China, France,Italy, Libya, Panama, and Tunisia, all identified in last year's report,applied penalties to the vessels in question or adopted laws to strengthencontrol of their fishing fleets or both. Each has received a positivecertification as a result of their actions.
The nationsidentified in today's report had fishing vessels that did not comply withmeasures agreed to under various international fishery management organizations,such as closed fishing seasons, vessel registry lists, and a ban on the use ofdriftnets. Other violations included illegal gear modifications, fishingwithout authorization, and possession of undersized bluefin tuna.
While Italy andPanama took corrective actions for illegal fishing identified in the 2009report, other vessels from these countries still engaged in IUU fishing, whichincluded illegal use of driftnets and fishing in an area when it was closed topurse seine nets.
If a nation failsto take appropriate action to address the instances of illegal fishingdescribed in the report, that nation's vessels may be denied entry into U. S.ports and the President may prohibit imports of certain fish products from thatnation or take other measures.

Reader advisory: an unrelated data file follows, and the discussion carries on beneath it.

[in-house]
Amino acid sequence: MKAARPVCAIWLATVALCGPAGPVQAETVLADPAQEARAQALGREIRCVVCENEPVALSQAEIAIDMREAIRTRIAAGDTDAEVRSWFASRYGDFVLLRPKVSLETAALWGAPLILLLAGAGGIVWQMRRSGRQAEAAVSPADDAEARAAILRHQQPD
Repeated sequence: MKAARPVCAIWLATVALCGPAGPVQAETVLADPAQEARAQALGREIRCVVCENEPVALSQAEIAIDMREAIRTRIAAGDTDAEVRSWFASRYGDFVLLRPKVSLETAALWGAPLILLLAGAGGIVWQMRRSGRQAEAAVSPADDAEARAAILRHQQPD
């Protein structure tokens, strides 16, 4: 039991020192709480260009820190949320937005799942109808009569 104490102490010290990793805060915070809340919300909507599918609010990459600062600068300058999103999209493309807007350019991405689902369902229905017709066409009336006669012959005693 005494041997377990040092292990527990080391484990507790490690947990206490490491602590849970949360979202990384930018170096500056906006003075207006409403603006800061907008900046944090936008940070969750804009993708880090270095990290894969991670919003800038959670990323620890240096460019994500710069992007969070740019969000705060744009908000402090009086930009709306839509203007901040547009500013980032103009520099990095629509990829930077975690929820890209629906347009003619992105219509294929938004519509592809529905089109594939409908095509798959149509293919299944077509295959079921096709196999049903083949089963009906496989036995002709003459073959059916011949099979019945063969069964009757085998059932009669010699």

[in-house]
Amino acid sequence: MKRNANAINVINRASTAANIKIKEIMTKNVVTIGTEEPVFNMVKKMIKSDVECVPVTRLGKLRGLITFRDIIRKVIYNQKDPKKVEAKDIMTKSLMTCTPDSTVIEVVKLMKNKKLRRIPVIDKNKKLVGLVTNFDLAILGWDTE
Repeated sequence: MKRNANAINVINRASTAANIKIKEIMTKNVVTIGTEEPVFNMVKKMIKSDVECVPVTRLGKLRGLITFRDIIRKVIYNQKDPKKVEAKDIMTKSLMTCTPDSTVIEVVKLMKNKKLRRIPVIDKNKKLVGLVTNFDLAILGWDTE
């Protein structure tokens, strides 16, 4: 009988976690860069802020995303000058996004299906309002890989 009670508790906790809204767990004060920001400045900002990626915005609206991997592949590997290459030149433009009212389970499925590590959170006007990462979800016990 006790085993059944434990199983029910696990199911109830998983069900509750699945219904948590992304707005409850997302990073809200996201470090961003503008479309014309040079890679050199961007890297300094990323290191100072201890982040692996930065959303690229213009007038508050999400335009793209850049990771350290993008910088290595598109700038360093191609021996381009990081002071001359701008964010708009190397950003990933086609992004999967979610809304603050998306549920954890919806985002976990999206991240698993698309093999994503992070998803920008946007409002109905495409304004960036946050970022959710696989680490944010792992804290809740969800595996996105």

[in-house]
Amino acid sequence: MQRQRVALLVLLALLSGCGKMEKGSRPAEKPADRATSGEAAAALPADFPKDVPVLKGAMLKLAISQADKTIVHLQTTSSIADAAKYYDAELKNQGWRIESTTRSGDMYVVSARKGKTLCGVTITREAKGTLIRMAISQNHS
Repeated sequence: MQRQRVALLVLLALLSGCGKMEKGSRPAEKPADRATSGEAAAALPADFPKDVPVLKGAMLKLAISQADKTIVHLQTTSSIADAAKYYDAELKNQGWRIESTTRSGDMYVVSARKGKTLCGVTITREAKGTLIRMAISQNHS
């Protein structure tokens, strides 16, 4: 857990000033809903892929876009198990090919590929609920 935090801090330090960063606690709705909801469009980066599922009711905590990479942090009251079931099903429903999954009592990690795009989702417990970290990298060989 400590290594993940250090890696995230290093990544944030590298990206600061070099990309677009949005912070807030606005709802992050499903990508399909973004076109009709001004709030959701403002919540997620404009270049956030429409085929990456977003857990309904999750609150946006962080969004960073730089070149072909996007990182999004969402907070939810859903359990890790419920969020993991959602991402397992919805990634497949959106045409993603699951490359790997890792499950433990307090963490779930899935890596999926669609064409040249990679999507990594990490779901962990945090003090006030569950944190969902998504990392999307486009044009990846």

'We are encouragedthat the nations identified in 2009 have taken significant actions to addressillegal fishing by their vessels, and we are now reaching out to the sixcountries identified in today's report, ' said Russell Smith, NOAA deputy assistantsecretary for international fisheries. 'Illegal fishing must be stopped as itsubjects our fishermen to unfair competition and undermines efforts tosustainably manage the valuable fish stocks around the world that so manycommunities depend on for food and jobs. '
Annual globaleconomic losses due to IUU fishing are estimated to be as high as $23 billion.
Today's decisionsfollow two years in which NOAA's Fisheries Service, working with the U. S.Department of State, conducted extensive outreach at bilateral and multilateralmeetings to inform fishing nations of potential U. S. actions to combat IUUfishing. NOAA is addressing the problem of IUU fishing through theinternational provisions of the U. S. Magnuson-Stevens Fishery Conservation andManagement Reauthorization Act.
The act amends theHigh Seas Driftnet Moratorium Protection Act, which requires the United Statesto strengthen international fishery management organizations and address IUUfishing activities and the unintended catch, or bycatch, of protected livingmarine resources. Specifically, the Moratorium Protection Act requires theSecretary of Commerce to identify those foreign nations whose fishing vesselsare engaged in IUU fishing, and what actions those nations have taken to end thepractice.
Today's identifications of countries will be followedby consultations to urge these nations to adopt effective measures to combatIUU fishing. Following consultations, NOAA will formally certify whether eachof the six nations have addressed the IUU fishing activities of their vessels.